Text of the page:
Speaking of the lowly Dolphins, they also sent running back Kenyan Drake to Arizona in exchange for a conditional sixth-round pick that could become a fifth-round pick. This was a desperation move from the Cardinals, but that’s not to say it’s bad. David Johnson has missed (or barely played) the last handful of weeks with an ankle injury, and Chase Edmonds, who has been spectacular as a fill-in, just went down with a hamstring injury. Drake hasn’t put up great numbers so far in his career, but he’s been a solid back when the Dolphins aren’t the worst team to play football in the last couple of decades — well, maybe the 2008 Lions, but it’s close. At least the 2017 Browns came close a couple of times. The Cardinals needed a running back, and the Dolphins had one to spare, and they picked up another draft pick in the process. Solid deal for both sides.  

Jets keep their core


Jacksonville Jaguars tight end Josh Oliver, top right, cannot make a reception as he is hit by New York Jets strong safety Jamal Adams (33) during the first half of an NFL football game, Sunday, Oct. 27, 2019, in Jacksonville, Fla.  Photo by Stephen B. Morton/AP

Jacksonville Jaguars tight end Josh Oliver, top right, cannot make a reception as he is hit by New York Jets strong safety Jamal Adams (33) during the first half of an NFL football game, Sunday, Oct. 27, 2019, in Jacksonville, Fla. Photo by Stephen B. Morton/AP

Yes, I know there’s a lot of Jets content, but to be fair the deadline’s biggest storyline was whether or not they were going to trade away Jamal Adams and Le’Veon Bell. 4 p.m. came and went, and Adams and Bell were still in the green and white. While serious trade talks were rumored by a myriad of reporters on Twitter like Schefter, Rich Cimini and Manish Mehta just to name a few, nothing ever came to fruition. They also held onto Robby Anderson, which is a little more questionable considering he’s a free agent at the end of the season, but it’s probably for the best so they don’t stunt Sam Darnold’s development even more by taking away his best receiver.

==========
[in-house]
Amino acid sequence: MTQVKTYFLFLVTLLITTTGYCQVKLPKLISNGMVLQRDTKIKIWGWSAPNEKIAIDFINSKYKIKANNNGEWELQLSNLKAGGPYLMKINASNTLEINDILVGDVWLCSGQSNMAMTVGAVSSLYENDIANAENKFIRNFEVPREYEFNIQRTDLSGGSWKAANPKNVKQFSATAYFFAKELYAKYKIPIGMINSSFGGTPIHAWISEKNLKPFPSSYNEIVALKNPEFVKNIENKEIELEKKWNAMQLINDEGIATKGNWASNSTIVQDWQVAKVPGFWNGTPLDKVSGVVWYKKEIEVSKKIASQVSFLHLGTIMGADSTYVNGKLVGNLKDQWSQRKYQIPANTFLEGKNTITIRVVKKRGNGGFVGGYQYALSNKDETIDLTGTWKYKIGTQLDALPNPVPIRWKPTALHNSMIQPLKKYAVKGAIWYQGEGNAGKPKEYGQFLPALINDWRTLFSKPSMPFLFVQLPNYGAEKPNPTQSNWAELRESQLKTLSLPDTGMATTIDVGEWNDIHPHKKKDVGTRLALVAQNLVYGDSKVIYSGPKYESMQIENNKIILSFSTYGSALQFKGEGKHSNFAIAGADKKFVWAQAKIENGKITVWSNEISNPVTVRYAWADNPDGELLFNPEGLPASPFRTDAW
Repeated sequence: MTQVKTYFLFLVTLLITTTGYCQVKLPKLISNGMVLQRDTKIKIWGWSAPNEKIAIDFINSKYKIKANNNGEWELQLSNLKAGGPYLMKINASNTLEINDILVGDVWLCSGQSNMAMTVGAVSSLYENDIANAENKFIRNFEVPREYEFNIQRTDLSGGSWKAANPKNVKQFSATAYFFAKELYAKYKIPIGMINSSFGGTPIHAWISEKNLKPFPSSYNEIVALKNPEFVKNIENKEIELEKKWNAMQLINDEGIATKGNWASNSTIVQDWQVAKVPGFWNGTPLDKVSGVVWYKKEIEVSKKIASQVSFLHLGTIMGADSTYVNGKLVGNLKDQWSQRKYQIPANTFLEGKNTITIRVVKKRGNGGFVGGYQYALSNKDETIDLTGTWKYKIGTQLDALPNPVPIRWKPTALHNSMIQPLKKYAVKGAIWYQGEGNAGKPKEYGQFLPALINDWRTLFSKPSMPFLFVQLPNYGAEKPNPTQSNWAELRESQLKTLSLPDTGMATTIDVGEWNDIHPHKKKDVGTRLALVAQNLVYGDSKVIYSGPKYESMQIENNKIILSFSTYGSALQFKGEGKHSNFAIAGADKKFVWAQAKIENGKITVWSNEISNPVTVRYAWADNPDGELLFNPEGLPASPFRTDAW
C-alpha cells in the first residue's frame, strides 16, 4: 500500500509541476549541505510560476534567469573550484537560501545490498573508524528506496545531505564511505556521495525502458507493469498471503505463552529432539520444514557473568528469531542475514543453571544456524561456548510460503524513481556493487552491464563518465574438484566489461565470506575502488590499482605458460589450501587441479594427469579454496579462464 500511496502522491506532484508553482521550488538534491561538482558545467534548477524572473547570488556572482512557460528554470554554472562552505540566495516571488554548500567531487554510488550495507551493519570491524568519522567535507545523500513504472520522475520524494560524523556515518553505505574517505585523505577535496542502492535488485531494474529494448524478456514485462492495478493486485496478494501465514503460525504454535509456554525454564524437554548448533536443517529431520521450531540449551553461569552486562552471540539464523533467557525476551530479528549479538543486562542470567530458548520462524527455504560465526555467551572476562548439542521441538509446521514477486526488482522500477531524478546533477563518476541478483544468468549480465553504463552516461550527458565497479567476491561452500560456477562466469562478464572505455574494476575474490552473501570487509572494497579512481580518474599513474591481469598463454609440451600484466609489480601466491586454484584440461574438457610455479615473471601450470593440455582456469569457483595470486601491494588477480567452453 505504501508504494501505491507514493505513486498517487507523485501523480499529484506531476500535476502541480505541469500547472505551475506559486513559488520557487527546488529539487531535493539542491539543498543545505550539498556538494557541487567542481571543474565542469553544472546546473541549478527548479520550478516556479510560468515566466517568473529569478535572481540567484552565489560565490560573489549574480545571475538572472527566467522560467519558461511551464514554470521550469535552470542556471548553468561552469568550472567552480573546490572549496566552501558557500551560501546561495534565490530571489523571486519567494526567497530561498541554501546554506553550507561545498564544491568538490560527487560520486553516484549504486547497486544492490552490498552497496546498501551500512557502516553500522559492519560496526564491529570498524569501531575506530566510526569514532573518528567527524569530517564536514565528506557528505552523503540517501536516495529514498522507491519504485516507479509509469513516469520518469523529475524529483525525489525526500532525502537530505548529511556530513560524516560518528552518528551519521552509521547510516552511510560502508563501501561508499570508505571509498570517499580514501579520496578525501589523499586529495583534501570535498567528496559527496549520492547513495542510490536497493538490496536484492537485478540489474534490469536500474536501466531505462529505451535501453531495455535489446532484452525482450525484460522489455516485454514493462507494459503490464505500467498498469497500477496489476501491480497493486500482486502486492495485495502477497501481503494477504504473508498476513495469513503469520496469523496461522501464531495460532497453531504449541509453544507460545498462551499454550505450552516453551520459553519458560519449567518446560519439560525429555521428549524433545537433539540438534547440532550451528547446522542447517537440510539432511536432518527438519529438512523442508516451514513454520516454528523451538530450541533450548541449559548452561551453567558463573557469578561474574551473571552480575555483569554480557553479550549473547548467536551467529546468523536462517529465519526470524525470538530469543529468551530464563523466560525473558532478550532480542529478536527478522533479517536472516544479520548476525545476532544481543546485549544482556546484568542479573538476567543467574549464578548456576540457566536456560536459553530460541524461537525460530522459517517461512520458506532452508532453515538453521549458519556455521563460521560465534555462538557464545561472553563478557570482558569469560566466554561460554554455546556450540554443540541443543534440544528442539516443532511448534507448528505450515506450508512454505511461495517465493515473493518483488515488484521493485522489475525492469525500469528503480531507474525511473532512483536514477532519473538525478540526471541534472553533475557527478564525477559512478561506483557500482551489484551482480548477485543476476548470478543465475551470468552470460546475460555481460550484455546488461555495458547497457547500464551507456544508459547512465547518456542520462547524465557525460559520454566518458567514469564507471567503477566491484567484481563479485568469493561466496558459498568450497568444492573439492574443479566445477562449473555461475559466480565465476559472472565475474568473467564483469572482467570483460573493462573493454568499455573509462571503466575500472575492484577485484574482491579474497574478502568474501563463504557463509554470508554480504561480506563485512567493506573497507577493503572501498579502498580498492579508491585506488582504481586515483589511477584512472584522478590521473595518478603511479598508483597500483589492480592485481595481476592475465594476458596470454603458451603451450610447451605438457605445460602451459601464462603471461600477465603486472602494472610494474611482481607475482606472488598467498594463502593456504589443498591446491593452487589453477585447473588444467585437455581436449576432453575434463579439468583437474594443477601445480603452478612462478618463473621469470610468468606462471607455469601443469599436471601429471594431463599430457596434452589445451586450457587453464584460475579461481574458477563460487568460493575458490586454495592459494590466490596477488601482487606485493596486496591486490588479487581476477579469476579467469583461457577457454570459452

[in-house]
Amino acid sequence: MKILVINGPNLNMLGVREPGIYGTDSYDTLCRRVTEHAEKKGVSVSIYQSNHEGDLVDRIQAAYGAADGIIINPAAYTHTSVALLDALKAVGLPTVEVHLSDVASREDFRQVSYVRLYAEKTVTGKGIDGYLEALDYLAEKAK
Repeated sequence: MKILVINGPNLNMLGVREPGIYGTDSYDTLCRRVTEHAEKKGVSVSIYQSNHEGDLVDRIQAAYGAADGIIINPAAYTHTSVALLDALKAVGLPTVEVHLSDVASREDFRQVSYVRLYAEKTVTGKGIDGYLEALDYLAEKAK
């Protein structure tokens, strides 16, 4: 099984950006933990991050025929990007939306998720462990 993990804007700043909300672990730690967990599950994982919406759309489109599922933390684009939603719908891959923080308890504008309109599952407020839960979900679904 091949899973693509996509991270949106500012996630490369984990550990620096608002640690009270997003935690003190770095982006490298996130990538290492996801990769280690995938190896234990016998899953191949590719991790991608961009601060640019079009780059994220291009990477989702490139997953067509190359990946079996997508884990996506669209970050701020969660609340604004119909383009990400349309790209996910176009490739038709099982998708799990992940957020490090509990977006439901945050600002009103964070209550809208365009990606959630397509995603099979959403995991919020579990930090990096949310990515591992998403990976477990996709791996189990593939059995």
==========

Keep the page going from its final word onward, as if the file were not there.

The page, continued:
Adams may be the best safety in the NFL right now and is the future of this team’s defense. Instead of trading him, their first priority should be extending him as soon as he becomes eligible. As for Bell, he’s one of the greatest running backs to ever hit the turf, and before you write that off as biased, the stats back it up. Field Yates of ESPN tweeted in February that Bell has the most scrimmage yards per game of anyone in NFL history who has played at least 50 games. 2-5 consists of Jim Brown, Billy Sims, Barry Sanders and Terrell Davis. Sure, he’s averaging just 3.2 yards per attempt this season, but that’s clearly just a reflection of the offensive line’s inability to do, well, anything. Even the best running backs can’t find the holes if there are no holes to find, and if Bell, who is famous for his incredible patience running the ball, can’t find space, that’s how you know the line is atrocious. It’s one thing to trade away Williams, who had no future with the team, but it’s another thing to trade away the future of the team. Adams and Bell are not only the best player on each side of the ball but they’re both great leaders. If they sent either of them to another team, it would be a disaster of a move. But, overall, it was a good deadline for the Jets, despite all the stress it caused me.  


Jorge Eckardt is a staff writer for The Daily Campus. He can be reached via email at Jorge.eckardt@uconn.edu. He tweets @jorge_eckardt31